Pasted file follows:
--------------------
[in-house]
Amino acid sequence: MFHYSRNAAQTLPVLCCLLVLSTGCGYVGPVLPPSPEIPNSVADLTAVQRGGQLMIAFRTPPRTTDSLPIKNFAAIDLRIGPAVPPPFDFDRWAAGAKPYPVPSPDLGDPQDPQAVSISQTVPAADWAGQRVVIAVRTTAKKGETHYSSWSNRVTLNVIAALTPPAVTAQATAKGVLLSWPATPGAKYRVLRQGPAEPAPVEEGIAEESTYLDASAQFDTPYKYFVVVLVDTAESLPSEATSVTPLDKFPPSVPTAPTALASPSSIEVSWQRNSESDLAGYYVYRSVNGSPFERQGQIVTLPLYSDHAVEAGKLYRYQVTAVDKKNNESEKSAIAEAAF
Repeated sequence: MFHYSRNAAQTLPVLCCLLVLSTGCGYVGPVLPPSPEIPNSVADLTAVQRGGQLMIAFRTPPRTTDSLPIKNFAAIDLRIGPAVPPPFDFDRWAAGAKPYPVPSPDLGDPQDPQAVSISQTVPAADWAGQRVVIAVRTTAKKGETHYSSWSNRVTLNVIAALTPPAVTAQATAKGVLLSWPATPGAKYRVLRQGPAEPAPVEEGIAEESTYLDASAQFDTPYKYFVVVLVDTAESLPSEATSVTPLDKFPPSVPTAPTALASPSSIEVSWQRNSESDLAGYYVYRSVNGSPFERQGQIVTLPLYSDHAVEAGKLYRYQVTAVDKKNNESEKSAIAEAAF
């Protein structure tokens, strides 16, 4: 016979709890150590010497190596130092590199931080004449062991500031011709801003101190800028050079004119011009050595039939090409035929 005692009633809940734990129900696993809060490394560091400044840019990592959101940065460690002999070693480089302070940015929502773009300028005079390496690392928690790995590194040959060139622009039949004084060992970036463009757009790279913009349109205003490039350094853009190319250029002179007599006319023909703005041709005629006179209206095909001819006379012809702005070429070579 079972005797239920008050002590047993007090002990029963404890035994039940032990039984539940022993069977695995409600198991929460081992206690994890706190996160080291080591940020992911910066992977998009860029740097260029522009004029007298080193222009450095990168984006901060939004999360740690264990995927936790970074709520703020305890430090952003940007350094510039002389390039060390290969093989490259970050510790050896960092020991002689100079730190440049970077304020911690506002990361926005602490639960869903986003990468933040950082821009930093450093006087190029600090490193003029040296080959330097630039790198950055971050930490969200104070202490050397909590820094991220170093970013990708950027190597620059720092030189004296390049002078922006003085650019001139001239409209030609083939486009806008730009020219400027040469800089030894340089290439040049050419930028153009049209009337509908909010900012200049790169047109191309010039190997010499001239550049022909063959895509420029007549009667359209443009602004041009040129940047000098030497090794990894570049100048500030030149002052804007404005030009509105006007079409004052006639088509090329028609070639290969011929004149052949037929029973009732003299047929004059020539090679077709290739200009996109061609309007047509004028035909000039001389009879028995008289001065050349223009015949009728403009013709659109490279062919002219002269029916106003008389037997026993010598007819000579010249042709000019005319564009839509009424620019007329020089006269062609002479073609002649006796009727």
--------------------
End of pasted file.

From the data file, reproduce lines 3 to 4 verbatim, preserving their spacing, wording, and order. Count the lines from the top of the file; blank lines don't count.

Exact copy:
Repeated sequence: MFHYSRNAAQTLPVLCCLLVLSTGCGYVGPVLPPSPEIPNSVADLTAVQRGGQLMIAFRTPPRTTDSLPIKNFAAIDLRIGPAVPPPFDFDRWAAGAKPYPVPSPDLGDPQDPQAVSISQTVPAADWAGQRVVIAVRTTAKKGETHYSSWSNRVTLNVIAALTPPAVTAQATAKGVLLSWPATPGAKYRVLRQGPAEPAPVEEGIAEESTYLDASAQFDTPYKYFVVVLVDTAESLPSEATSVTPLDKFPPSVPTAPTALASPSSIEVSWQRNSESDLAGYYVYRSVNGSPFERQGQIVTLPLYSDHAVEAGKLYRYQVTAVDKKNNESEKSAIAEAAF
């Protein structure tokens, strides 16, 4: 016979709890150590010497190596130092590199931080004449062991500031011709801003101190800028050079004119011009050595039939090409035929 005692009633809940734990129900696993809060490394560091400044840019990592959101940065460690002999070693480089302070940015929502773009300028005079390496690392928690790995590194040959060139622009039949004084060992970036463009757009790279913009349109205003490039350094853009190319250029002179007599006319023909703005041709005629006179209206095909001819006379012809702005070429070579 079972005797239920008050002590047993007090002990029963404890035994039940032990039984539940022993069977695995409600198991929460081992206690994890706190996160080291080591940020992911910066992977998009860029740097260029522009004029007298080193222009450095990168984006901060939004999360740690264990995927936790970074709520703020305890430090952003940007350094510039002389390039060390290969093989490259970050510790050896960092020991002689100079730190440049970077304020911690506002990361926005602490639960869903986003990468933040950082821009930093450093006087190029600090490193003029040296080959330097630039790198950055971050930490969200104070202490050397909590820094991220170093970013990708950027190597620059720092030189004296390049002078922006003085650019001139001239409209030609083939486009806008730009020219400027040469800089030894340089290439040049050419930028153009049209009337509908909010900012200049790169047109191309010039190997010499001239550049022909063959895509420029007549009667359209443009602004041009040129940047000098030497090794990894570049100048500030030149002052804007404005030009509105006007079409004052006639088509090329028609070639290969011929004149052949037929029973009732003299047929004059020539090679077709290739200009996109061609309007047509004028035909000039001389009879028995008289001065050349223009015949009728403009013709659109490279062919002219002269029916106003008389037997026993010598007819000579010249042709000019005319564009839509009424620019007329020089006269062609002479073609002649006796009727």